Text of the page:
Placing Symbols on a Toolbar
Using a toolbar or a similar control is an easy and effective way to give the end-user access to your library of symbols. The Objective Views samples use the standard CToolbar control extensively to place new symbols on the canvas; however, you do not need to use a toolbar control. Anything that can execute a command message is adequate. For example, the list bar control in Objective Toolkit could be used as well.
To use a toolbar as a means for accessing symbols, you need to create a toolbar resource that has buttons that represent your symbols. Then, you need to put command handlers in your CODController-derived class, which manages creating and inserting the symbols onto the canvas.
To add a symbol to a toolbar button, complete the following steps:
1. Draw a new button for it (the ‘X‘ in Figure 83).
Figure 83 – Drawing a new toolbar button
2. Then, give the toolbar button a meaningful resource ID and prompt, as in Figure 84.
Figure 84 – Specifying button ID and prompt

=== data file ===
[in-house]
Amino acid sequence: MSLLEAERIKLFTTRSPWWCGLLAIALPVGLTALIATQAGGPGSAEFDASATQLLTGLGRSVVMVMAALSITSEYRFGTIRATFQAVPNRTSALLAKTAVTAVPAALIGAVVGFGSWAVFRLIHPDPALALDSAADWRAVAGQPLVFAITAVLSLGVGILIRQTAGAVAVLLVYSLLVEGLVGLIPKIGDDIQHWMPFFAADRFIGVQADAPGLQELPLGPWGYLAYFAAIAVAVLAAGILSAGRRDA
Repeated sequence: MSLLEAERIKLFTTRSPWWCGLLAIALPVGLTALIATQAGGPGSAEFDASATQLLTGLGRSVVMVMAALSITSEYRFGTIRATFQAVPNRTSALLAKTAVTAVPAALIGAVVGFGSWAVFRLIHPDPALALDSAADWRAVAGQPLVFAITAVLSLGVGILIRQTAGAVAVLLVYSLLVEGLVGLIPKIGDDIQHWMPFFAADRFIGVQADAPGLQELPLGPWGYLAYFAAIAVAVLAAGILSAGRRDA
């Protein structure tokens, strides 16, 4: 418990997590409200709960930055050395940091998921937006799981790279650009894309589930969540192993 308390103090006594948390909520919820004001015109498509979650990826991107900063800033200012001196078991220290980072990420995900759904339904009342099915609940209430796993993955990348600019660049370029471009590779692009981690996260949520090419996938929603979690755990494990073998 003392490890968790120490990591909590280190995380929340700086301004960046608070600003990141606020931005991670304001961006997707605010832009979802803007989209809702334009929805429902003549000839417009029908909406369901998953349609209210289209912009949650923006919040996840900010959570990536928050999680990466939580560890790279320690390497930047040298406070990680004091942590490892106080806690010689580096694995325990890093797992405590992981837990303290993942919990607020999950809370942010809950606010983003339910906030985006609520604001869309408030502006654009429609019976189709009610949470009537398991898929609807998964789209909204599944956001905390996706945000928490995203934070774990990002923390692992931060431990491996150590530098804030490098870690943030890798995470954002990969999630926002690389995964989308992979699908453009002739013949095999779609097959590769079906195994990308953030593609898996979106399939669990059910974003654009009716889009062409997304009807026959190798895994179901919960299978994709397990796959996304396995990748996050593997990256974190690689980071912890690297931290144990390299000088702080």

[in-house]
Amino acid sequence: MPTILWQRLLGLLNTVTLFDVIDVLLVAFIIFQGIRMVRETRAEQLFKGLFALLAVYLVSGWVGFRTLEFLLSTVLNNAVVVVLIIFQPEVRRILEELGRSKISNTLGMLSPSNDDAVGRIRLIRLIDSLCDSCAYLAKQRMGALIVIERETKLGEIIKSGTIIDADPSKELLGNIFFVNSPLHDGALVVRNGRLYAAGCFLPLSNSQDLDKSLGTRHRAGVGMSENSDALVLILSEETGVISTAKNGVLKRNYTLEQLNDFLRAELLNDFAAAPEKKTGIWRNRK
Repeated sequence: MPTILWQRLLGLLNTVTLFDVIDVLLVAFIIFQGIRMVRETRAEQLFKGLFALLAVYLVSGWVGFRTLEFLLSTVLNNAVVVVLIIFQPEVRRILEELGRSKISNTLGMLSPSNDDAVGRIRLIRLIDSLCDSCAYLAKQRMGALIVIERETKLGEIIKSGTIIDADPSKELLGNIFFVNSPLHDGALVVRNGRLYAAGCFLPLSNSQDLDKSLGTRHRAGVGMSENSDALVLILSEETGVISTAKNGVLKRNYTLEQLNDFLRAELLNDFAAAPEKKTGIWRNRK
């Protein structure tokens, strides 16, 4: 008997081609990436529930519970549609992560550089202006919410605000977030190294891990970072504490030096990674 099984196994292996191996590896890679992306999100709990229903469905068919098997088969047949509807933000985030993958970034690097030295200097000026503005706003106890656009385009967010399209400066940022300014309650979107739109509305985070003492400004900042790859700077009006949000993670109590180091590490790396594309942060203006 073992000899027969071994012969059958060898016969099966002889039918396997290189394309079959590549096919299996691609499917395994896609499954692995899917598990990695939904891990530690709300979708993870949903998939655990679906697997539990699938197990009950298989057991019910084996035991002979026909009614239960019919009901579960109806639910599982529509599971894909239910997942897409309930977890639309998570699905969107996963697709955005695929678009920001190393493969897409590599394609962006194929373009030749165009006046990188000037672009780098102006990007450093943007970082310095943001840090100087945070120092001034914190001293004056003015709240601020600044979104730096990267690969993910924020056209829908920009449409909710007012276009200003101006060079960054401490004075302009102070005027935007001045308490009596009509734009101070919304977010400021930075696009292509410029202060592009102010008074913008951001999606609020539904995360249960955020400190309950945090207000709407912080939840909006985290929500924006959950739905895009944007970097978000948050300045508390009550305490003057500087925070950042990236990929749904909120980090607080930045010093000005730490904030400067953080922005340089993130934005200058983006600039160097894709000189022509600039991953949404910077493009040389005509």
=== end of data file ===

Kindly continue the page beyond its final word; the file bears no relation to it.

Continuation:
3. Before you add a symbol to a button, ensure that you have a CODController-derived class in your application. If you do not have a CODController-derived class, you need to create one in which to place the message handler. You can use the Class Wizard to create a new message handler for ID_SYMBOL1. In this message handler, place the code for creating the symbol and then hand it to the default controller implementation so that the user can place the symbol onto the canvas. The code in Example 15 loads a symbol from the application’s resources and then allows the user to add it to the canvas:
Example 15 – Adding a symbol to the canvas
void CMyController::OnSymbol1()
CODSymbolComponent* pSymbol1 = new CODSymbolComponent();
This message handler is called every time the end-user clicks the X button. It loads the symbol into memory so it is ready to be dropped onto the canvas.